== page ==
It’s important to pause here to understand something crucial that helps make sense of where Cullors is coming from on this “abolition” theme.
Cullors, of course, is a proud Marxist (see my American Spectator piece “The Politics of Patrisse Cullors”). She describes her “ideological frame” as that of a “trained Marxist organizer” who is “super-versed on ideological theories.” In interviews and in her memoirs, she speaks of her intensive study reading Marx, Lenin, Mao, and other leading Marxists. “We spent the year reading, anything from Marx, to Lenin, to Mao, learning all types of global critical theory,” she said in an April 2018 interview.
Those of us who have repeatedly underscored these significant facts have done so for good reason, namely that when Cullors tells us this about herself, she’s telling us something very instructive. This is her philosophy and her worldview. And utterly essential to the Marxist philosophy and worldview is the notion of abolition.
Karl Marx (and Marxism) was all about abolition. The word is omnipresent throughout his writings. As noted by Marx biographer Robert Payne, the word “abolition” seems to practically jump off every page of the Communist Manifesto. “And after he has ‘abolished’ property, family, and nations, and all existing societies, Marx shows little interest in creating a new society on the ruins of the old,” observed Payne. “The Communist Manifesto was the gauntlet he threw at the world.”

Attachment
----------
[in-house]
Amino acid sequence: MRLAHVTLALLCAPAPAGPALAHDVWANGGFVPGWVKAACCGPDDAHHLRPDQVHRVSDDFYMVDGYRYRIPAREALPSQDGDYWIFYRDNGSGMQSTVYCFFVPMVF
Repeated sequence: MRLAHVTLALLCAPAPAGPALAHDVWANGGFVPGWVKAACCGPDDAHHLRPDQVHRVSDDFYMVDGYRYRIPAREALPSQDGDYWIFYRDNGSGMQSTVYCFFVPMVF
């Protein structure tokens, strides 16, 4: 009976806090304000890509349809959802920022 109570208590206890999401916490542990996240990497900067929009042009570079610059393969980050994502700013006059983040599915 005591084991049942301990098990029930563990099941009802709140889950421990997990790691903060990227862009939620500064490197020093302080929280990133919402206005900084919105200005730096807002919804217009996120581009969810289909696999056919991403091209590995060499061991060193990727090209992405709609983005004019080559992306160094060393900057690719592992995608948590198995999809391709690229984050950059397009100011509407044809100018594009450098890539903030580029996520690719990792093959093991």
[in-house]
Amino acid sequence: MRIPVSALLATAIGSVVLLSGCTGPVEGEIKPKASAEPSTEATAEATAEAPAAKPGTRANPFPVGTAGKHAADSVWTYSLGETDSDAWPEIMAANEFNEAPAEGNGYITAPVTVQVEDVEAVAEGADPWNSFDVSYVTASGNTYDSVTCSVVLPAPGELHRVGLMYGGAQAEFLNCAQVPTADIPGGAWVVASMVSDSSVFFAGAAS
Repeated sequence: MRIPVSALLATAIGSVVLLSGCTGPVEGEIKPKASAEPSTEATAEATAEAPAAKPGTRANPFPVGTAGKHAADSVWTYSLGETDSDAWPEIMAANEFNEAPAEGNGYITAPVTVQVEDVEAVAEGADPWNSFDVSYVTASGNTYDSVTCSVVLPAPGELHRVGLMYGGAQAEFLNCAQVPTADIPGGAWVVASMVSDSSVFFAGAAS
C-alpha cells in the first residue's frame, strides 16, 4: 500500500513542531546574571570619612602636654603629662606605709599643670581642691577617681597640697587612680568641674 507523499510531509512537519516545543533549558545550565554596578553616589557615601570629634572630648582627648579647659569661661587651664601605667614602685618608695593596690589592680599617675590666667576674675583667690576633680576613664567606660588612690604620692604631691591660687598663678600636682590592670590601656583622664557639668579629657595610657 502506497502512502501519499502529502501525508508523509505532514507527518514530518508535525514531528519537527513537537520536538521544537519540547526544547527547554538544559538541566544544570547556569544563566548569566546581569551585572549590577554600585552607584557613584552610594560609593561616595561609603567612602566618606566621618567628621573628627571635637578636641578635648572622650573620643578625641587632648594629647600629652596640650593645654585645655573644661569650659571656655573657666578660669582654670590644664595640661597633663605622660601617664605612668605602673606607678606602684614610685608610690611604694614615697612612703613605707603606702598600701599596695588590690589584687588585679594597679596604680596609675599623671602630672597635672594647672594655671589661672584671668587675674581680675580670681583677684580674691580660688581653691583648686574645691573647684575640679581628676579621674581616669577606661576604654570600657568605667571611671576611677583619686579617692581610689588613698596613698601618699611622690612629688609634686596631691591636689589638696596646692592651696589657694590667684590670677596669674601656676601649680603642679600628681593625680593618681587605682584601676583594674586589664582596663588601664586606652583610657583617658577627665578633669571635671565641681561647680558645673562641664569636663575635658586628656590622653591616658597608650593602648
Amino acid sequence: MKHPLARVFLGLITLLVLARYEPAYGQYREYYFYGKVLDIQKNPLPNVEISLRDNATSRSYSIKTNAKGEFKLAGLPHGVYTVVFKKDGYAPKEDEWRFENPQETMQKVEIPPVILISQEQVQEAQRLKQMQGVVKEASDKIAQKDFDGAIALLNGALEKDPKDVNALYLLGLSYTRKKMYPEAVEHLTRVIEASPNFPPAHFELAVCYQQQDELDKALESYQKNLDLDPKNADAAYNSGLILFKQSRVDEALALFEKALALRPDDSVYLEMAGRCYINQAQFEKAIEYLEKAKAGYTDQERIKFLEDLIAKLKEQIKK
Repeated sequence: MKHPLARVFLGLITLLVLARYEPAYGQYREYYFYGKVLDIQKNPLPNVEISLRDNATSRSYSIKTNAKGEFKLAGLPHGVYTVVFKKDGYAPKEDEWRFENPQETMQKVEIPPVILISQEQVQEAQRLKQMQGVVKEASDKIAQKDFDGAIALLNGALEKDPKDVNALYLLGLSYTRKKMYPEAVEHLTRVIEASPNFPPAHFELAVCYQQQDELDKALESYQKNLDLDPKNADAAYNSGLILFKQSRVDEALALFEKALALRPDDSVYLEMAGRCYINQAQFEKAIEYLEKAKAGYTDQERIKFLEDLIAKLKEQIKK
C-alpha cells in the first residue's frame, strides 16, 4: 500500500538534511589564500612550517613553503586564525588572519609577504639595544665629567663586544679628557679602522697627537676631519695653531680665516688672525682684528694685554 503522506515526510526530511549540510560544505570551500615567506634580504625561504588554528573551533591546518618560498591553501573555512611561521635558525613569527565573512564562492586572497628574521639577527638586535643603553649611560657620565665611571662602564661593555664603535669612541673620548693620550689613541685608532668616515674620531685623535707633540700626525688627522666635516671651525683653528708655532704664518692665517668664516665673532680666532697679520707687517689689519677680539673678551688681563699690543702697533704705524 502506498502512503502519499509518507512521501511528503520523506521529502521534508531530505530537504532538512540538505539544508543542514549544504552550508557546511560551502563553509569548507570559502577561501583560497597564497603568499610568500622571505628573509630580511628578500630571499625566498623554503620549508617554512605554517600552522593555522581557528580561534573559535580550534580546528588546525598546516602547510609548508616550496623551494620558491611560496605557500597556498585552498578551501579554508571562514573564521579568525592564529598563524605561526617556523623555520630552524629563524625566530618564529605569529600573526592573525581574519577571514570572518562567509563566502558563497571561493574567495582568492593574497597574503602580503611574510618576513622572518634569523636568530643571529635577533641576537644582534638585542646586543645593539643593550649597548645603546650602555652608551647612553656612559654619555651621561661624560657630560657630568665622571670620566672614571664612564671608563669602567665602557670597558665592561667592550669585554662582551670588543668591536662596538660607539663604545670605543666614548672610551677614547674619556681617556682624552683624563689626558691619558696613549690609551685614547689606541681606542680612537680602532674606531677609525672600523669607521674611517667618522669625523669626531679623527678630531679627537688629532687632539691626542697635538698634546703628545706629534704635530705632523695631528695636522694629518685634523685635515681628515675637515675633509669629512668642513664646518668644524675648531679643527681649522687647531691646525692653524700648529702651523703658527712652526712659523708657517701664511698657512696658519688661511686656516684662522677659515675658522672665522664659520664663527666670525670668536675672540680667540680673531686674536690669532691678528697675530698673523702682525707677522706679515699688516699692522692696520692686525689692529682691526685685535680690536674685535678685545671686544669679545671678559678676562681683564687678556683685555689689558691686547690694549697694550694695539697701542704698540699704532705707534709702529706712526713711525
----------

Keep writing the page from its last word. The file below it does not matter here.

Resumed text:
It was indeed. Go online to various writings of Marx and do a search on words like “abolish” and “abolition,” as well as “criticize” and “criticism.” You’ll be struck immediately.
The goal of the Marxist project was one of fundamental transformation, of pursuing permanent revolution and unrestrained criticism of everything — nothing less than what Karl Marx called “the ruthless criticism of all that exists.” Marx in his essay declaring religion “the opium of the people” said that “the criticism of religion is the beginning of all criticism.” In that infamous essay, he used the word “criticism” 29 times.
Marx’s ideas were utterly radical, or (as Marx openly conceded) “contrary to the nature of things.” Above all, Marx in the Manifesto acknowledged that communism seeks to “abolish the present state of things.”
Think about that one: “abolish the present state of things.” Read it again. Say it out loud. What could be more radical, more revolutionary?